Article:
For example, when decisions are to be made regarding treatment of prostate cancer with radiation therapy versus surgery, would it not be appropriate to present to a patient the following concerns about surgery: What if the surgeon may have had a particularly bad night and is not able to concentrate on the procedure? What if the surgical staff had been careless in sterilizing equipment? What if there is an electrical failure halfway during the case? What if the anesthesiologist misreads the syringes? When this is a one-time procedure, everything hinges on everything going right. With radiation therapy, with shiny expensive equipment, run with redundant back up computers and with a veritable army of highly-trained professionals involved, even in the improbable case that one treatment is messed up there are many more that will almost certainly be done accurately. Not to mention that whole thing about dribbling and decreased potency which can result from surgery and even if it occurs with radiation therapy won't happen right away and can always be blamed on something else. No contest.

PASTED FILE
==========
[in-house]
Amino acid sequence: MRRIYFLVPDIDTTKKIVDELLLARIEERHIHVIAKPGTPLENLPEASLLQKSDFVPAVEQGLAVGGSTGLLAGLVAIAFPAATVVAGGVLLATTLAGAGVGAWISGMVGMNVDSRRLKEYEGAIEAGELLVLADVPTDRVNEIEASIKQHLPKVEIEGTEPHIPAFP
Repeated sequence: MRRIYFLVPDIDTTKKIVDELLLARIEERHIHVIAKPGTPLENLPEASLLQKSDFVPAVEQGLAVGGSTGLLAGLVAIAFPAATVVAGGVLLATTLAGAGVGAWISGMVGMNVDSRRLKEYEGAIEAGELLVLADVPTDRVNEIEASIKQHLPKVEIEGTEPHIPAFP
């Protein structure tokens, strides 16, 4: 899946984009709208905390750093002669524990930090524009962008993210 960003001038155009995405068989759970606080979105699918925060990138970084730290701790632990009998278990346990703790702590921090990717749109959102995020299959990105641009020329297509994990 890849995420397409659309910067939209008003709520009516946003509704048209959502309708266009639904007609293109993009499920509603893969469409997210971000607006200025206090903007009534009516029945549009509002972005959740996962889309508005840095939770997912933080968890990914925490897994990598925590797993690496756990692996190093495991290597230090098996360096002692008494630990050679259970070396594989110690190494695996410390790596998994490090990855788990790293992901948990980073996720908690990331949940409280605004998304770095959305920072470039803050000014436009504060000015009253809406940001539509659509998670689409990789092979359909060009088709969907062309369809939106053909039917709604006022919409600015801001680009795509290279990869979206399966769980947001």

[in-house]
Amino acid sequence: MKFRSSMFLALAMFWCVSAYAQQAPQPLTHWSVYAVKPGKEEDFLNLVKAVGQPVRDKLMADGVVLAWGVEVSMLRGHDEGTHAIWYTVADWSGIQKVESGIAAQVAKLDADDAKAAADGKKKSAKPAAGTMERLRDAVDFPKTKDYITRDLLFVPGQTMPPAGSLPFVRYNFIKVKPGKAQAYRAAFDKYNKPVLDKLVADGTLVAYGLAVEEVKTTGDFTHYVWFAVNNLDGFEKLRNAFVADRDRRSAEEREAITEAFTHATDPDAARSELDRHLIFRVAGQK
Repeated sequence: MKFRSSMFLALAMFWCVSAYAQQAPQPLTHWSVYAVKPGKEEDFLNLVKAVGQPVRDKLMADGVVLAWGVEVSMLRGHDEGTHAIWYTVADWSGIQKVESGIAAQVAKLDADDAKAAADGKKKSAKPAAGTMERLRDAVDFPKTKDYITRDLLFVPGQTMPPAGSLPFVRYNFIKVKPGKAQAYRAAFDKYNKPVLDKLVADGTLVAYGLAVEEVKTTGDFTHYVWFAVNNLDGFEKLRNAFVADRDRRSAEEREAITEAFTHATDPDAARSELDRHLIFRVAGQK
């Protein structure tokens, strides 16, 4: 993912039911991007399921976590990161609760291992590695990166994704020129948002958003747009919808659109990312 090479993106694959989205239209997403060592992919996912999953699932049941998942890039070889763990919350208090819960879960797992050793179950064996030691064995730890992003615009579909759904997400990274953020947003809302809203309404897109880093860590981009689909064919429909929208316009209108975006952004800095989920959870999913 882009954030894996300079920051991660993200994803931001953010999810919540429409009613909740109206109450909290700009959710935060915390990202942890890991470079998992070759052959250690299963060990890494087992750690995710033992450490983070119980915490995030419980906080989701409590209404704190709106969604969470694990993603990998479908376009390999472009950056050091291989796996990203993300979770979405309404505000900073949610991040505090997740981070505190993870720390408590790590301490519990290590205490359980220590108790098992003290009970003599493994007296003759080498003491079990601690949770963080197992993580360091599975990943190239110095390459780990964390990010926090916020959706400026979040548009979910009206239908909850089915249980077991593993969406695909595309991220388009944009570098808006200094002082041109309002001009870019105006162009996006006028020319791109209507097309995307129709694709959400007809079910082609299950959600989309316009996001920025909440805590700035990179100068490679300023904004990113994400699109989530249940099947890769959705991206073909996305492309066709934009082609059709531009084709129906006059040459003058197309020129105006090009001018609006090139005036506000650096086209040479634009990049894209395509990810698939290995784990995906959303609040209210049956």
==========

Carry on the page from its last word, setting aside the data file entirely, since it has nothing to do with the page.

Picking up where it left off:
What about deciding on investigational combinations of chemotherapy for lung cancer rather than at least including radiation therapy? How do you know the combinations won't have some unexpected interaction that could turn a patient into a yak? What if hematologic tolerance isn't as good as expected, and what if all the side effects from immune checkpoint inhibitors, happen? At least radiation therapy only goes where we point it. Again, no contest.
Thank you, quality measures people. Maybe we're finally going to have some sense of security. Only problem is, I worry it won't work.
Emanuel Countdown: Dr. Ezekiel Emanuel's biographies list his birth year as 1957 but, interestingly, do not list a birth date. He has expressed that he does not wish to live past his 75th birthday. Giving him every benefit of the doubt, he will have his 75th birthday no later than December 31, 2032. Including March 1, 2018, this leaves 5,420 days to his goal.